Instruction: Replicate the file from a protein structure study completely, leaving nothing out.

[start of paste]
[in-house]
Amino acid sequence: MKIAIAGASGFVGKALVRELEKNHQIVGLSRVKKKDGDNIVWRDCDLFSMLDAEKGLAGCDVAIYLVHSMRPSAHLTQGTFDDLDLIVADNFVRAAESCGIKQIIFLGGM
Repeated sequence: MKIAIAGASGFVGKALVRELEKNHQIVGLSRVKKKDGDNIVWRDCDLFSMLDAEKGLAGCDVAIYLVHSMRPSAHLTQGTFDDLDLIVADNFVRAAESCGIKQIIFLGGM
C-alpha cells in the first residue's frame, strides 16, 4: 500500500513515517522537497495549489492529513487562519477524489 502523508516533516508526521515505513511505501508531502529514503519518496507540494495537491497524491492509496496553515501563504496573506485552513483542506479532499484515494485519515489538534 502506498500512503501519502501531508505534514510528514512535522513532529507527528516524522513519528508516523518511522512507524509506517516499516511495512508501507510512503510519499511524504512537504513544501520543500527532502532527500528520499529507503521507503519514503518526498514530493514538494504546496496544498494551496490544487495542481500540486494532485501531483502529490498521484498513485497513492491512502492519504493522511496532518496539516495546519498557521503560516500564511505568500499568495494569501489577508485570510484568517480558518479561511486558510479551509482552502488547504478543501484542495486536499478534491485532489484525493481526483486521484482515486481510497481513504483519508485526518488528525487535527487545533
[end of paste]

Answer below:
[in-house]
Amino acid sequence: MKIAIAGASGFVGKALVRELEKNHQIVGLSRVKKKDGDNIVWRDCDLFSMLDAEKGLAGCDVAIYLVHSMRPSAHLTQGTFDDLDLIVADNFVRAAESCGIKQIIFLGGM
Repeated sequence: MKIAIAGASGFVGKALVRELEKNHQIVGLSRVKKKDGDNIVWRDCDLFSMLDAEKGLAGCDVAIYLVHSMRPSAHLTQGTFDDLDLIVADNFVRAAESCGIKQIIFLGGM
C-alpha cells in the first residue's frame, strides 16, 4: 500500500513515517522537497495549489492529513487562519477524489 502523508516533516508526521515505513511505501508531502529514503519518496507540494495537491497524491492509496496553515501563504496573506485552513483542506479532499484515494485519515489538534 502506498500512503501519502501531508505534514510528514512535522513532529507527528516524522513519528508516523518511522512507524509506517516499516511495512508501507510512503510519499511524504512537504513544501520543500527532502532527500528520499529507503521507503519514503518526498514530493514538494504546496496544498494551496490544487495542481500540486494532485501531483502529490498521484498513485497513492491512502492519504493522511496532518496539516495546519498557521503560516500564511505568500499568495494569501489577508485570510484568517480558518479561511486558510479551509482552502488547504478543501484542495486536499478534491485532489484525493481526483486521484482515486481510497481513504483519508485526518488528525487535527487545533